Saturday, December 31, 2011

It's all about "Freedom"

One of the main characteristics of propaganda is that it tries to bypass logic and use the emotions. That's because most of the arguments made by propaganda don't pass scrutiny, so they need to use something such as "freedom" which most people want.

On the other hand, what exactly is the "freedom" being proposed and how does that effect society?

In the case of the pro-gun viewpoint "Freedom" is the unfettered access to all sorts of deadly weapons by all sorts of people. To these people, incidents such as Gabriel Giffords only point out that "Freedom is not Free". It comes with a cost.

And the cost is to society in terms of money spent treating the victims of gun violence, prosecuting the perpetrators, and then incarcerating them--if they happened to have lived. There is also the cost to soceity from the effects of these shootings on families and communities.

The "gun rights" crowd like to cite the Second Amendment which clearly states that its purpose has something to do with "well-regulated militias":
A well regulated militia being necessary to the security of a free state, the right of the people to keep and bear arms shall not be infringed.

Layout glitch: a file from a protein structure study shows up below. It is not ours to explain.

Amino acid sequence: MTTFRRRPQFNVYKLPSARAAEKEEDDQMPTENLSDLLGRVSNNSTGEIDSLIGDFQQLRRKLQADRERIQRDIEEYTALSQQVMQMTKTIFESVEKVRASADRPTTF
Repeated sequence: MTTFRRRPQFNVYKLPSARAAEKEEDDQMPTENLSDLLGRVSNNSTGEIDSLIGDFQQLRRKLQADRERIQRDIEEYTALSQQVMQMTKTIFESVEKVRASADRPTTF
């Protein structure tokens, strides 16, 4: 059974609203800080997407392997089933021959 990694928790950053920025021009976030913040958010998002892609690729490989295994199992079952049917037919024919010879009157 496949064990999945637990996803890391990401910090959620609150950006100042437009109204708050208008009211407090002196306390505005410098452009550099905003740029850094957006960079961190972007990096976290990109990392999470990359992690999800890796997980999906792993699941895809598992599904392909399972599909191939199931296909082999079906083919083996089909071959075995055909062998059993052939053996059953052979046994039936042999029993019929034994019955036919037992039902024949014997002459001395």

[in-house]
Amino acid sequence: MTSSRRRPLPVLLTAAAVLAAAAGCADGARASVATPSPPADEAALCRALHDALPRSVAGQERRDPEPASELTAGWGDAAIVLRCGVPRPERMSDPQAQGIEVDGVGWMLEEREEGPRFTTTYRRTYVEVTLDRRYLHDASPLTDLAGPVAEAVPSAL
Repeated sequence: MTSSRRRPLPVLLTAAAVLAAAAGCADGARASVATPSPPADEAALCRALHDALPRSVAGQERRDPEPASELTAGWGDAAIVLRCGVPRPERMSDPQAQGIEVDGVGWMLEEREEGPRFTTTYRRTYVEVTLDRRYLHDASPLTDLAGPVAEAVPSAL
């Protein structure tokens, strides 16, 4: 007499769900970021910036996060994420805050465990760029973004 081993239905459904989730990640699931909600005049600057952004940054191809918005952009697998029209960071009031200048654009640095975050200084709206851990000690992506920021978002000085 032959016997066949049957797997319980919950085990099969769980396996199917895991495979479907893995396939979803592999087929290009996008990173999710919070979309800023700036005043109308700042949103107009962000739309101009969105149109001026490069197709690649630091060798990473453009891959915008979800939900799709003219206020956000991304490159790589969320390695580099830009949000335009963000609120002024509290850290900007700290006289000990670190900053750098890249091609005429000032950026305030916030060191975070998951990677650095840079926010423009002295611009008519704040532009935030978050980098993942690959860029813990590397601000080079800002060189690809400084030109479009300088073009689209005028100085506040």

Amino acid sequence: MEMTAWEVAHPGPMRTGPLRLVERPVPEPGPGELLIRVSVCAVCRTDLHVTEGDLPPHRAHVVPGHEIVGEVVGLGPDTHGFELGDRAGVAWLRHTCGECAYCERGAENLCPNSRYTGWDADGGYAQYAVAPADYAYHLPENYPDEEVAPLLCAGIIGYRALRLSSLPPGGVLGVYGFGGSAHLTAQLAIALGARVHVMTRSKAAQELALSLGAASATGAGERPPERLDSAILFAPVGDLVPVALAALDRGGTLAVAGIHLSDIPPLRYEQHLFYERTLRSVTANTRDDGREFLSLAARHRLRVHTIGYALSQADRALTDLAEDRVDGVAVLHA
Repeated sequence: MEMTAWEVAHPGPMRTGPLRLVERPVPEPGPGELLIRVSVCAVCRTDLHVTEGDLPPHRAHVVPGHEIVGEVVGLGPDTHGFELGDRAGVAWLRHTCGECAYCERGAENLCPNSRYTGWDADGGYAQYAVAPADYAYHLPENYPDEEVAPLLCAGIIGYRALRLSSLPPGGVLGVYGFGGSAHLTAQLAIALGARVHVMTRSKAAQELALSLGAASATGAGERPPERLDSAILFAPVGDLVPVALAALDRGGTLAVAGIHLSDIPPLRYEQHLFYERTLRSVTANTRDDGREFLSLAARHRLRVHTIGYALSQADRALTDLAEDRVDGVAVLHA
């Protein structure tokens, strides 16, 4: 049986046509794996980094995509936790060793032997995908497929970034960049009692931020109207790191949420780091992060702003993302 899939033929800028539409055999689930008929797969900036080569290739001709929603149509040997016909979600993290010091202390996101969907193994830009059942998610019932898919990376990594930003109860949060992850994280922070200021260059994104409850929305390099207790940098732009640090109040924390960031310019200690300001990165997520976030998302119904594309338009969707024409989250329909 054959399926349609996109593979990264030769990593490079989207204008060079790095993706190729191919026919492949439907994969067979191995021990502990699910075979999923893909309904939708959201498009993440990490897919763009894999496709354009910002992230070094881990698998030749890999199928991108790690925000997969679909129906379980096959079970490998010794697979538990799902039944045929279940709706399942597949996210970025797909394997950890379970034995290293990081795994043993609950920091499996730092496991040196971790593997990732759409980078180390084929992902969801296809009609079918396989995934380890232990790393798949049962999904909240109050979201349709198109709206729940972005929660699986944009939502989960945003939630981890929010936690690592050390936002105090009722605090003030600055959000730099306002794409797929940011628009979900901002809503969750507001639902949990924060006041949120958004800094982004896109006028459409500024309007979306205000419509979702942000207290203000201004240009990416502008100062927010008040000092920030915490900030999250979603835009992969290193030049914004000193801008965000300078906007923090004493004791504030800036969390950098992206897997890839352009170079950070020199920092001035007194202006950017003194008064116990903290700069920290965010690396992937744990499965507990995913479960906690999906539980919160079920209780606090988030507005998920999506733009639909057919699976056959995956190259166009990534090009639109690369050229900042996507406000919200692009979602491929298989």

When question comes to the truth of whether this deals with "gun rights" or the right to a Well-regulated militia, one needs to assess whether it makes sense that the intent was to see society plagued by the effects of gun violence?


This had something to do with how the nation was intended to be defended?

Doesn't the latter make far more sense?

So, the pro-gun crowd has to do everything to keep people from scrutinising their arguments since they blatantly fallacious and don't stand intellectual scrutiny. Scratch the surface and the issue behind the Second Amendment was a standing army v. the militia, not "gun rights".

Use your intellect, not your emotions. The pro-gun arguments are all propaganda that don't want you to stop and think.

Two Lesbians Raised A Baby And This Is What They Got

Dennis Henigan on American Exceptionalism

In his article in the Huffington Post, Dennis Henigan recounted several of the holiday shooting stories we've all been talking about. His conclusion was quite interesting.

On some level it seems that we ought not to have to confront such horror during the season of peace. But not even the most joyous time of the year can immunize us against the reality of gun tragedies. The deadly drumbeat of gun violence just goes on and on, an American tragedy of a kind and dimension unknown to other Western nations. Among all the Western, high-income nations of the world, 80 percent of gun deaths occur in the U.S., a particularly unwelcome instance of American exceptionalism.

What's your opinion? Don't you think the gun-rights crowd is a bit blinded by its bias? How could they cling to that thin reed of "guns do more good than harm," while the United States is drowning in gun violence? It baffles the mind.

Please leave a comment.

More on the Careless Firearms Deaths of Kids in CO over the Holidays